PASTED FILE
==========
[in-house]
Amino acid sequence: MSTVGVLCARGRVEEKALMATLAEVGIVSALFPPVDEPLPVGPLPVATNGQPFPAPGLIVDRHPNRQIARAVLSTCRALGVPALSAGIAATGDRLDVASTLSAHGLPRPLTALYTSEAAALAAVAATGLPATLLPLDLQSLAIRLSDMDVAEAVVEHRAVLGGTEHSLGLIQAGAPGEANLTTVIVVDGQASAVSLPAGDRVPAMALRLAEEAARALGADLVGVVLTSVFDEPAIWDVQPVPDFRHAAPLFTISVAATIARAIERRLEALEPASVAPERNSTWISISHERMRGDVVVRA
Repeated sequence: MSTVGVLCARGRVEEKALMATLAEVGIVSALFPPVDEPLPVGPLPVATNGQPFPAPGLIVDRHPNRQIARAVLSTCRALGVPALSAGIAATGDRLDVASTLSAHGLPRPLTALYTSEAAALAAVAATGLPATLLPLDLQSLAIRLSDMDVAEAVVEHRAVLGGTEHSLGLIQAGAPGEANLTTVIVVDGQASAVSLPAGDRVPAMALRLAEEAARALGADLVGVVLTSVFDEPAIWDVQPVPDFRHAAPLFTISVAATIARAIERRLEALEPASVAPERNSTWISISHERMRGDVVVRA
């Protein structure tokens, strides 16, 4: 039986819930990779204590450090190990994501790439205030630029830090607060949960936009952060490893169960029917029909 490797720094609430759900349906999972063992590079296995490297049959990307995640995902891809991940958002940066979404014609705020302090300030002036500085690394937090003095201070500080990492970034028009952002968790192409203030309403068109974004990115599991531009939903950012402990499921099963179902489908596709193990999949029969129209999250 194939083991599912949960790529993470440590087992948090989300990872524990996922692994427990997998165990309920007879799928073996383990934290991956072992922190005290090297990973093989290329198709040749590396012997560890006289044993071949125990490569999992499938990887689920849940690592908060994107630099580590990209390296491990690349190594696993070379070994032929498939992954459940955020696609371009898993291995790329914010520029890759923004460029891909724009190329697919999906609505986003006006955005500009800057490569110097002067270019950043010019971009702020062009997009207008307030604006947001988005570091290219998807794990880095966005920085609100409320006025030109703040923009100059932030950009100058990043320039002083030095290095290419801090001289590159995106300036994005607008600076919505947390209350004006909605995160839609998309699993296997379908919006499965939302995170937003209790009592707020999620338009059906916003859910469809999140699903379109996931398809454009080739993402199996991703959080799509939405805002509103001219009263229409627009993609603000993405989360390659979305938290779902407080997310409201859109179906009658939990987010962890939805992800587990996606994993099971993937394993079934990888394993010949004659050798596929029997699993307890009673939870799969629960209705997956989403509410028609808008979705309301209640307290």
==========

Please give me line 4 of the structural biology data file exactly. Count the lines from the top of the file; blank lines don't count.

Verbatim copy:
């Protein structure tokens, strides 16, 4: 039986819930990779204590450090190990994501790439205030630029830090607060949960936009952060490893169960029917029909 490797720094609430759900349906999972063992590079296995490297049959990307995640995902891809991940958002940066979404014609705020302090300030002036500085690394937090003095201070500080990492970034028009952002968790192409203030309403068109974004990115599991531009939903950012402990499921099963179902489908596709193990999949029969129209999250 194939083991599912949960790529993470440590087992948090989300990872524990996922692994427990997998165990309920007879799928073996383990934290991956072992922190005290090297990973093989290329198709040749590396012997560890006289044993071949125990490569999992499938990887689920849940690592908060994107630099580590990209390296491990690349190594696993070379070994032929498939992954459940955020696609371009898993291995790329914010520029890759923004460029891909724009190329697919999906609505986003006006955005500009800057490569110097002067270019950043010019971009702020062009997009207008307030604006947001988005570091290219998807794990880095966005920085609100409320006025030109703040923009100059932030950009100058990043320039002083030095290095290419801090001289590159995106300036994005607008600076919505947390209350004006909605995160839609998309699993296997379908919006499965939302995170937003209790009592707020999620338009059906916003859910469809999140699903379109996931398809454009080739993402199996991703959080799509939405805002509103001219009263229409627009993609603000993405989360390659979305938290779902407080997310409201859109179906009658939990987010962890939805992800587990996606994993099971993937394993079934990888394993010949004659050798596929029997699993307890009673939870799969629960209705997956989403509410028609808008979705309301209640307290």